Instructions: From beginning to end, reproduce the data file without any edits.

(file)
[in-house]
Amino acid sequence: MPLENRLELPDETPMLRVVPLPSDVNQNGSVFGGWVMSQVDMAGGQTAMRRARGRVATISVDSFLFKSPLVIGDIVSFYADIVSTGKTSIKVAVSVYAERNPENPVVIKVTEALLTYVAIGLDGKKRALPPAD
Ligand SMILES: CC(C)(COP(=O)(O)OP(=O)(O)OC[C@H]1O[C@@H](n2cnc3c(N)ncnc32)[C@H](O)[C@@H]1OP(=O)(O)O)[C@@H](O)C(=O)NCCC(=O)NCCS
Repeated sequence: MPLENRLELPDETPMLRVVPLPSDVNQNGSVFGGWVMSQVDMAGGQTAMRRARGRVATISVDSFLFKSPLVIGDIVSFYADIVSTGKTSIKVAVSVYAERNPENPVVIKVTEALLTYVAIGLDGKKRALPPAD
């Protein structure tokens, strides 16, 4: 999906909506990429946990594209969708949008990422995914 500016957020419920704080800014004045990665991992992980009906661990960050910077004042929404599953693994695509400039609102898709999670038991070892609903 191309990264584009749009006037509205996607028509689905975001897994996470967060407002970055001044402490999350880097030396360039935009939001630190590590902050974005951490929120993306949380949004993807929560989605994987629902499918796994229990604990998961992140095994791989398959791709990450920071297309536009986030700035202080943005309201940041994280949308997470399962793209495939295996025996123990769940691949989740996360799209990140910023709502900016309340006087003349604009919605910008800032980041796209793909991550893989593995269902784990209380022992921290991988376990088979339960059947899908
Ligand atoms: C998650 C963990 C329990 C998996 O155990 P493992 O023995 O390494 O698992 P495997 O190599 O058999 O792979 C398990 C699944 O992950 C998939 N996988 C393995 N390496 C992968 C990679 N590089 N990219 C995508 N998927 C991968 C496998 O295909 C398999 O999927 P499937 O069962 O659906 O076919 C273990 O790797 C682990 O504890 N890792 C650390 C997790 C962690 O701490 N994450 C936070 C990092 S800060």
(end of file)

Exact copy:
[in-house]
Amino acid sequence: MPLENRLELPDETPMLRVVPLPSDVNQNGSVFGGWVMSQVDMAGGQTAMRRARGRVATISVDSFLFKSPLVIGDIVSFYADIVSTGKTSIKVAVSVYAERNPENPVVIKVTEALLTYVAIGLDGKKRALPPAD
Ligand SMILES: CC(C)(COP(=O)(O)OP(=O)(O)OC[C@H]1O[C@@H](n2cnc3c(N)ncnc32)[C@H](O)[C@@H]1OP(=O)(O)O)[C@@H](O)C(=O)NCCC(=O)NCCS
Repeated sequence: MPLENRLELPDETPMLRVVPLPSDVNQNGSVFGGWVMSQVDMAGGQTAMRRARGRVATISVDSFLFKSPLVIGDIVSFYADIVSTGKTSIKVAVSVYAERNPENPVVIKVTEALLTYVAIGLDGKKRALPPAD
């Protein structure tokens, strides 16, 4: 999906909506990429946990594209969708949008990422995914 500016957020419920704080800014004045990665991992992980009906661990960050910077004042929404599953693994695509400039609102898709999670038991070892609903 191309990264584009749009006037509205996607028509689905975001897994996470967060407002970055001044402490999350880097030396360039935009939001630190590590902050974005951490929120993306949380949004993807929560989605994987629902499918796994229990604990998961992140095994791989398959791709990450920071297309536009986030700035202080943005309201940041994280949308997470399962793209495939295996025996123990769940691949989740996360799209990140910023709502900016309340006087003349604009919605910008800032980041796209793909991550893989593995269902784990209380022992921290991988376990088979339960059947899908
Ligand atoms: C998650 C963990 C329990 C998996 O155990 P493992 O023995 O390494 O698992 P495997 O190599 O058999 O792979 C398990 C699944 O992950 C998939 N996988 C393995 N390496 C992968 C990679 N590089 N990219 C995508 N998927 C991968 C496998 O295909 C398999 O999927 P499937 O069962 O659906 O076919 C273990 O790797 C682990 O504890 N890792 C650390 C997790 C962690 O701490 N994450 C936070 C990092 S800060």